15.12: Siem Reap
Angkor Thom hotel, Siem Reap. Today I
discover that there is an Internet line (through an Ethernet cable) in
Weather: sunny, blue sky with some
clouds the whole day. Hot, but not too hot.
I wake up abruptly at 7:13am, perhaps because of some noise. Try to
sleep again, but can't fall asleep. Around 8am I get up and get ready.
At 8:50am I'm down in the hotel lobby and shortly after that the driver
pops up. Hmm... no time even for a short breakfast. So I jump into the
car and buy some food in a bakery on the way to the Angkor temples.
Today I cover lots of temples: initially Angkor Wat from the eastern
entrance (9:11-9:54am), then we drive to the Phimeanakas for some shots
with the morning sun of the Phimeanakas, terrace of the Elephants,
Baphuon and the Bayon (10:12-11:22am). At 11:30am we drive to the Preah
Khan (11:48-12:37pm), then to Preah Neak Pean (12:52-12:58pm) where we
lunch. Then we stop at Ta Som (1:42-2:07pm), Eastern Mebon
(2:21-2:38pm), Pre Rup (2:44-3:03pm), Banteay Kdei and Sra Srang
(3:13-3:43pm and complete the big loop with Prasat Kravan
At 4:30pm I'm at Phnom Bakheng ("sunset mountain") for a sunset shot of
Angkor Wat. The temple is full of tourists and gets fuller the closer
we get to the sunset (the sunset view is actually nothing special). At
5:30pm I'm down at the car and we drive back to the hotel.
After dinner in a restaurant opposite the hotel (good food by the way),
I check some travel options to Phnom Penh. There is a boat leaving at
7am (or 8am?) for 22-23 US $ (leave Siem Reap at 6am?) and there is a
3, 4 or 5 days tour by bus/boat to Saigon via Phnom Penh (40-60 US $).
Tomorrow we'll drive to some far away temples Banteay Srei, Beng Mealea
and the Roluos group. The extra fee should be around 25 US $.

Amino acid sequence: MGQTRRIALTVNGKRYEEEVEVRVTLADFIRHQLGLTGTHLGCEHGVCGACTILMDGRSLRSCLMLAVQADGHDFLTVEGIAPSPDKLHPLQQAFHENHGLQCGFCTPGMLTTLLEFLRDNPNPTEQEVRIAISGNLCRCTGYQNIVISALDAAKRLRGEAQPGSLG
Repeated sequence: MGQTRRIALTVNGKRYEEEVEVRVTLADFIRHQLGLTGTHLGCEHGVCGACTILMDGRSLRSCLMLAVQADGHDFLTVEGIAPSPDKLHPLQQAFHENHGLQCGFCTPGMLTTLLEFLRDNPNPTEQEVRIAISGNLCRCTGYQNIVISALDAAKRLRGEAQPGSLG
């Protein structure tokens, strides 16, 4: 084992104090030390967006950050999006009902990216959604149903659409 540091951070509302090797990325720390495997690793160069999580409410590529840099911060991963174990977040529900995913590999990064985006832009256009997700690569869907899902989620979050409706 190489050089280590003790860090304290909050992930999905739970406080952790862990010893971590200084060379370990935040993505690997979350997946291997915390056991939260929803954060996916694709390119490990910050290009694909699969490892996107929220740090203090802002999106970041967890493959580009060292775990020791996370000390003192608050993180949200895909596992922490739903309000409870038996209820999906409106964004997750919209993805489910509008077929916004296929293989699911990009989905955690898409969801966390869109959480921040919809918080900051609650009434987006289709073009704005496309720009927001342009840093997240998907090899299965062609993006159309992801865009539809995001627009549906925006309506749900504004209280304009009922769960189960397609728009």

16.12: Siem Reap
Angkor Thom hotel, Siem Reap.
Weather: overcast around 8am, later
it gets sunny, blue sky with a few clouds (same as yesterday). A bit
less hot than yesterday.
I wake up around 7:30am, after a short night (could not fall asleep
until 2am I guess). I stay a bit longer in bed, then get ready and am
down in the lobby at 9am, where I meet the driver. Today we'll visit
some further away temples (Banteay Srei, Beng Mealea).
We first drive to the Banteay Samré temple (9:42-10:03am), which
is a surprisingly beautiful temple. It's not on the grand tour, but is
still a very scenic temple when visited in the morning (there are some
nice well preserved carvings among others).
Shortly after 10am we leave for the Banteay Srei temple,
arriving there at 10:50am. Banteay Srei is very nice, definitely worth
a visit, but is full of tourists. I spend one hour there, then have
lunch in the restaurant opposite the temple (food and service are not
After lunch, at 12:40pm we start driving to the Beng Mealea temple. It
takes a long time to get there, because the driver is
using a non-paved red earth road full of holes and bumps. We only reach
the temple at 1:40pm.
Beng Mealea is supposed to be a very special place according to the
Lonely Planet guide. In reality, this is a temple in a very sorry state
of preservation, mostly consisting of heaps of collapsed stones. To
explore this temple you have to follow a weird maze of paths, climb up
and down on walls, go through holes in the wall etc. In case of rain
this place gets really dangerous, because the smooth, flat stones on
which you have to climb get slippery. By the way, some mines have
exploded in the temple - are there any active mines left?
Anyway, since at one point the path seems to end in front of a wall, I